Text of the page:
Though humans can theoretically walk or run nearly as fast on the moon as on Earth, bulky space suits made movement awkward for the Apollo astronauts on the lunar surface.
Enter the Lunar Roving Vehicle. Rovers were taken to the moon’s surface (and left there) on the last three Apollo missions. Astronauts Dave Scott, Jim Irwin, John Young, Charlie Duke, Gene Cernan and Harrison Schmitt all practiced on the Lunar Rover trainer displayed at Space Center Houston in preparation for those missions.
The rover has no steering wheel or brakes, since neither are needed on the airless lunar surface. It was started, steered and stopped by a single control located between the seats. The electric-powered rover could travel at almost 10 mph (15 kph) and had a range of about 55 miles (89 kilometers). It was equipped with a TV camera, which recorded the astronauts’ exploration of the moon and liftoff of the top half of the Lunar Module when the astronauts left the moon.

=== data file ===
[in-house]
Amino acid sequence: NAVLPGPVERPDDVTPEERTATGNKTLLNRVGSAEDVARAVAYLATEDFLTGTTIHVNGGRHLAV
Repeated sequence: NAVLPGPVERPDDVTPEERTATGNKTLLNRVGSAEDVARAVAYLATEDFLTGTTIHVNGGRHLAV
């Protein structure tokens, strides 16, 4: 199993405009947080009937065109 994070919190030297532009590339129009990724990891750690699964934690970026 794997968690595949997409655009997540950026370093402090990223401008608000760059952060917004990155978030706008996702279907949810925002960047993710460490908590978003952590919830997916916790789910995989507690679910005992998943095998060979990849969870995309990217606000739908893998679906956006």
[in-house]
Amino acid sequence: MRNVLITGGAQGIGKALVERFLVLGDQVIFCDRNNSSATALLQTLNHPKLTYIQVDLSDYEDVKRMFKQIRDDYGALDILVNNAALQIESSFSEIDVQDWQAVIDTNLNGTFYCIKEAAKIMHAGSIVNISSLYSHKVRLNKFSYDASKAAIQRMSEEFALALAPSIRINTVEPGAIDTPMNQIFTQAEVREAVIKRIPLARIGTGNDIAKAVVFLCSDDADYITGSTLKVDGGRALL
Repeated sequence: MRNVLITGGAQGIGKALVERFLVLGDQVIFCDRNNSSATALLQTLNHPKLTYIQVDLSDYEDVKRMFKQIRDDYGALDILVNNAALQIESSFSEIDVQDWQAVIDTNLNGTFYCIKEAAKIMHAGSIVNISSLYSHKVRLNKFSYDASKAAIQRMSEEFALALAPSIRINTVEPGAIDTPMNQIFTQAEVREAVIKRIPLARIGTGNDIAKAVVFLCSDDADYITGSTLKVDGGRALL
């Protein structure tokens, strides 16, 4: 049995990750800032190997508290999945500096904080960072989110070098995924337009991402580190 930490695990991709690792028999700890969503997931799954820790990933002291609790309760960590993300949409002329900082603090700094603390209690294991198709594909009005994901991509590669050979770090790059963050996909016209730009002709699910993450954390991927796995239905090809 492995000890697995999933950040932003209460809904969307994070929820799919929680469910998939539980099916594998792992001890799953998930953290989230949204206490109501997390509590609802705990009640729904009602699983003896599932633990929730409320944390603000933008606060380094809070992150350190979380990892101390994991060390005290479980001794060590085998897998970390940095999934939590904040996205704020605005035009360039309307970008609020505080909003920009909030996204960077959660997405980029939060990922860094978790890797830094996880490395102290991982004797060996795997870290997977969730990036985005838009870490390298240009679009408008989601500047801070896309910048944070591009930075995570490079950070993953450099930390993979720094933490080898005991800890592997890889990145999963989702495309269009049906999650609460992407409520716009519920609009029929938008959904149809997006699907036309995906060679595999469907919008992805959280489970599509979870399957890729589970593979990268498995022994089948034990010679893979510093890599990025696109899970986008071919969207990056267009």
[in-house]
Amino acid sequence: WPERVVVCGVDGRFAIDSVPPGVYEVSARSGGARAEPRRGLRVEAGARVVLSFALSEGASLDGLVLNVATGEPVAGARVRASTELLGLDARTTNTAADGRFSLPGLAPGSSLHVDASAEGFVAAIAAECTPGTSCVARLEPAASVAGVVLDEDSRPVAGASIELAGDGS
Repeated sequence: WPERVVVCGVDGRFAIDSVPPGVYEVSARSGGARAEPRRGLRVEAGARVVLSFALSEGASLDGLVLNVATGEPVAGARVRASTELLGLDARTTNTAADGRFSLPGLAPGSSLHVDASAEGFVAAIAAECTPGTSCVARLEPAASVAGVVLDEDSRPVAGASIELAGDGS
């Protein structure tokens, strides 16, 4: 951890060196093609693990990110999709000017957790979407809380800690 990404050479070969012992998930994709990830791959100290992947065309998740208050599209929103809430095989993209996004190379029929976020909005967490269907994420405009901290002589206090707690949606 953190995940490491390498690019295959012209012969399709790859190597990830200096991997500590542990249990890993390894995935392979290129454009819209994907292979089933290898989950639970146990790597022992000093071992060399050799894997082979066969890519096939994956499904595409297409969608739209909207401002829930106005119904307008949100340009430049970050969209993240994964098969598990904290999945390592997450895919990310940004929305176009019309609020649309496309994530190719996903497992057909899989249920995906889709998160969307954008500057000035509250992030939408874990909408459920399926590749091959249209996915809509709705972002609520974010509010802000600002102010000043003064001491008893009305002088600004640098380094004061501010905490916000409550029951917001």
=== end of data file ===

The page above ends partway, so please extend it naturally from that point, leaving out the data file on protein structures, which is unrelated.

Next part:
On the Apollo 15 mission, the rover was driven a total of about 17 miles (27 kilometers) in a span of about three hours. The rover itself weighed about 460 pounds (208 kilograms).
NASA constantly looks to proven designs as it pushes forward with deep-space exploration. This rover trainer is no exception. Echoes of this lunar rover design can be seen in the Mars rovers such as Spirit, Opportunity and Curiosity.
Because of this, Space Center Houston’s Lunar Roving Vehicle trainer acts as a window to the past and a guidepost to the future.